November 19 (sat.) Keynote Speech 1

> 日本語

Makoto Nagao/President, National Diet Library (NDL)

The National Diet Library’s Efforts on Creating a Digital Library

      The National Diet Library, or NDL, is the only national library in Japan. Under the Legal Deposit System, all books published in Japan are collected, stored, and made available for use. While our first priority is to assist the National Diet, we also provide a wide variety of services to the general public. There are approximately 37.5 million items in the NDL collection. These include roughly 9.7 million books and 9.7 million magazine volumes, as well as newspapers, Japanese classics, microfilm, records, and more.

      The development of a digital library was begun in 2002, and we acquired a large budget for digitalization in 2009. As a result, the digital library now contains over a million volumes. One can browse the entire collection on-site at the NDL, but because of copyright law restrictions, only works whose copyrights have expired can be made publicly available online. Even so, one can still enjoy old photos of Tokyo, Kyoto, and Osaka; books from the Edo period; picture scrolls, or emakimono; art books; handwritten documents with high historical value; and much more, all on the internet.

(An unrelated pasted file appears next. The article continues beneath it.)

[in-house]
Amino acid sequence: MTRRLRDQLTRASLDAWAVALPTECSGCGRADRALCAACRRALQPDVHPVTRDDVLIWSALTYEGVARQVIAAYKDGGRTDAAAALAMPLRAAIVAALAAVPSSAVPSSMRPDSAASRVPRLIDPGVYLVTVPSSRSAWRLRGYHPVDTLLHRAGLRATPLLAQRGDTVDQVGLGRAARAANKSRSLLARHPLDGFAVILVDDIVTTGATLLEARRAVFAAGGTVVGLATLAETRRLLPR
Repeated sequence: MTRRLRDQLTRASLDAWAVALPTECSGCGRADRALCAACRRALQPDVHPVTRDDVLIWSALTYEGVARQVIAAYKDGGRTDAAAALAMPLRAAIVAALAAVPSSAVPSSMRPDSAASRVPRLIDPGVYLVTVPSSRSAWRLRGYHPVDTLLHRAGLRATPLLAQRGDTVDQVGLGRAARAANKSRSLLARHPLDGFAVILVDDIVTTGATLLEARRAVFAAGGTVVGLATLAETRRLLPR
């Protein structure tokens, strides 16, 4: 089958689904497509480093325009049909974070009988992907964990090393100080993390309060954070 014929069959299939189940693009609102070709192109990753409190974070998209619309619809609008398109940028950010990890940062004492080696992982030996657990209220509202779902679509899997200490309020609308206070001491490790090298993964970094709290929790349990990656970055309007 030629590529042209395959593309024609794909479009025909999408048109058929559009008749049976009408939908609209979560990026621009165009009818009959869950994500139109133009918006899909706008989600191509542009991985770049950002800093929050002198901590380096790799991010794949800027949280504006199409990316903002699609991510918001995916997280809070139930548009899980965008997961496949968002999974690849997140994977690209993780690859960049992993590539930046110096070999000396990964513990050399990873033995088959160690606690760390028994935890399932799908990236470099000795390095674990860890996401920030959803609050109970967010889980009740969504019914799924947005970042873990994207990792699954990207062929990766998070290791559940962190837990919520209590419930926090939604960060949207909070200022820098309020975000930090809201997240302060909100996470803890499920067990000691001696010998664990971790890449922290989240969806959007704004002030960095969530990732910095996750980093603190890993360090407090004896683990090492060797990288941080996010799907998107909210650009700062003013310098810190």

The NDL is also an active contributor to the World Digital Library. The World Digital Library is a system that digitally provides its users with primary materials of significant cultural value from representative institutions all around the world. One can get a valuable sense of a country’s culture through these materials.
      Along with the various technical issues involved in creating digital materials, it will become necessary to consider how to collect not only books and magazines but also voice recordings, music, and videos, as well as audiovisual archives of intangible cultural assets and the processes involved in their creation. Examples would include three-dimensional constructions, festivals, stage performances, and traditional arts and crafts. What kind of metadata may best capture the intended objective when it comes to these items is a question that requires our urgent attention.
      It is important to have an international perspective as well as a domestic one regarding the utilization of all these materials. The NDL has opened a dialogue with the national libraries of China and Korea to allow mutual access to library archives through a mechanical translation system. Like Japan, China and Korea are part of a shared culture of Chinese character use. By organically integrating and utilizing different categories of knowledge on a global scale, we hope to create a knowledge system that can enhance creativity.